Can anyone recommend a good tax lien class or any kind of training (preferably online) that is not a gimmick or waste of money? Thanks for your help.
biggerpockets.com forums, search tax liens or tax deeds.
Google the words tax Leins or tax deeds and podcast. If you are interested in a particular state, add that to the search criteria
I know it might seem to be disjointed and time consuming too seek insight be trolling through threads but are so many useful posts on here.
I googled it but so many come up, I wanted to get first hand advice from someone who has taken a good one. I dont mind paying good money for good training and I want the best and most accurate one I can find.
If you're talking about your local area, sit down with a RE attorney that handles tax lien Foreclosures/whatever the process is there. I like working it backwards sometimes....knowing the end result, process and problems....then figuring out the strategy or analyzing the multiple BS strategies/claims that abound regarding the "easy money" in tax liens. Every jurisdiction has a different process.
Im in NH, looking to invest in Florida.
Read the Florida state statutes regarding taxes, and the process. Basically, we don't have tax liens we have tax certificates where you're just lending the money to the county for a bid down interest rate, you get no property rights, and to collect after a minimum 2 years you can send it to a tax deed auction. To do this you have some admin fees plus pay/redeem all the other outstanding tax certificates, and hope the property sells for enough at auction to cover all this. At the auction the certificate holder has no advantage. At the tax deed auction, it's open to everyone and the winning bidder has to go through a quiet title process to verify all lien holders were properly notified. If they weren't, they can reimburse the winner and reclaim the property. QT takes 4-6 months, about $2k. The bidding at these auctions is competitive, and no properties go for "pennies on the dollar".
My limited experiences with tax lien courses and books is they cover basic stuff. It is often Ra Ra motivational, tax liens are great info. The is sometimes misinformation. I often see stuff that says MD offers a 24% interest rate. I don't think they have offered that this century!
There was a thread about tax lien books and I commented and an author replied challenging my comment. She offered to send me a book for review. I never heard back.
The devil is in the details with tax sales. You absolutely need to know the local rules and how they affect your strategy. @Wayne Brooks is dead on here. (He usually is) When I started I took a tax lien attorney to breakfast and got 1 1/2 hours of legal advice for the cost of a breakfast.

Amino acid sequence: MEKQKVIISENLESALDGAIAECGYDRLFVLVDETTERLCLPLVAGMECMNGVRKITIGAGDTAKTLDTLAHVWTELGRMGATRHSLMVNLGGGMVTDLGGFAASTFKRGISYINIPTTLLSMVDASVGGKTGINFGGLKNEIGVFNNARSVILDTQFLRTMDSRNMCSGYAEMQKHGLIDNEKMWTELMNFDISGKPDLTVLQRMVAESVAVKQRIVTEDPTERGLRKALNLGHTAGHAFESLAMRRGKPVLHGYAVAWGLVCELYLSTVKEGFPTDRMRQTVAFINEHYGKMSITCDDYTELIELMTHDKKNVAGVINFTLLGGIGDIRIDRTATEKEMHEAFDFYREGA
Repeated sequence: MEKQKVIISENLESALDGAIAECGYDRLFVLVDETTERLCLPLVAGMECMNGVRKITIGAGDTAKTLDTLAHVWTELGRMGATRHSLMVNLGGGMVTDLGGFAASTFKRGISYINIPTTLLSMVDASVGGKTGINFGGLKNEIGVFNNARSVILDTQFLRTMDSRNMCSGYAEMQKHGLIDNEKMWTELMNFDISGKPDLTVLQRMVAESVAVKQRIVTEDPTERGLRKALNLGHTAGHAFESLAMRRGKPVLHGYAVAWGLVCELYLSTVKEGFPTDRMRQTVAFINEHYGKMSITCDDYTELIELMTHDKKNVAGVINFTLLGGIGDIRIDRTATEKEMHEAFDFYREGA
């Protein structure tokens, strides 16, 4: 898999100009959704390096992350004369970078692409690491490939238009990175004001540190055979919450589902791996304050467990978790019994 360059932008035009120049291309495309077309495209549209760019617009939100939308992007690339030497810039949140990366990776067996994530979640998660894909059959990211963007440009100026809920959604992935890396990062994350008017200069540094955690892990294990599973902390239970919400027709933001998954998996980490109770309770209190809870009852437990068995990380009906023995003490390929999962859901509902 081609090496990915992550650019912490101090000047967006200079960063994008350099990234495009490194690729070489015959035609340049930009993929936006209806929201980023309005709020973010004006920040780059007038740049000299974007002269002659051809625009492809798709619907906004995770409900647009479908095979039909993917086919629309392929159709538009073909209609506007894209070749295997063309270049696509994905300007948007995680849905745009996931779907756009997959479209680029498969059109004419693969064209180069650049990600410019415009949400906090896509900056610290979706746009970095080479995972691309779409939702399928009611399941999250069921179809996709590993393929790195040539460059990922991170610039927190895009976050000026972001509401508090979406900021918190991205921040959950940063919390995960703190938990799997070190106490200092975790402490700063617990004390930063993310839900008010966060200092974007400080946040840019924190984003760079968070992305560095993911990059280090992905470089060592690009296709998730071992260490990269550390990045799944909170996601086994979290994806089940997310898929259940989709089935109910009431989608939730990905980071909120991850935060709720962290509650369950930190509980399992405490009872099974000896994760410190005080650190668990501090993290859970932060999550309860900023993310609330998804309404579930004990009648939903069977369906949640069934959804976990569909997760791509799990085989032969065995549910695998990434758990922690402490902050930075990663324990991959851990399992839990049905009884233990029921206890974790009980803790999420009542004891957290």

I see out of state investors bidding in the Baltimore sale and they will get their clock cleaned! They are bidding based on assessment and don't understand assessments in Baltimore can be off by 400% !
Thank you all for your advice.
Anthony, you stated you are looking into FL liens, which, as @Wayne Brooks says, are certificates, not actual liens. You probably already know that NH municipalities can't sell their liens to private parties.
While the basic concepts can be understood from one of several books on the subject, they are notoriously unreliable for the state specific information. One book I read concluded that Massachusetts didn't have tax lien sales because the author had called all the counties in the state, and they all stated that they didn't sell tax liens. Well, that would be because the taxing authority in MA is the town, not the county, so NO, the county doesn't sell tax liens, the towns do.
In tax lien investing, the laws, rules, customs and nuances of proceedure for the given state are the critical pieces of the puzzle. More important than the overview. And, the proceedure can vary by county, or in MA's case, by town.
Yes, there are lots of hits on BP when you do a search, but there is gold in the forums, if you take the time to dig for it. Honestly, tax lien investing requires lots and lots of due diligence, so if you aren't going to take the time to research on BP, you might consider whether you will take the time to do sufficient research on a specific certificate.
If you determine that Florida is the market you want to pursue, then I would take @Ned Carey 's advice, find a tax lien attorney in that state, and pay them for their time. You'll need him or her anyway if you go to foreclosure, you don't want to do a tax lien foreclosure with any attorney who doesn't specialize in them.
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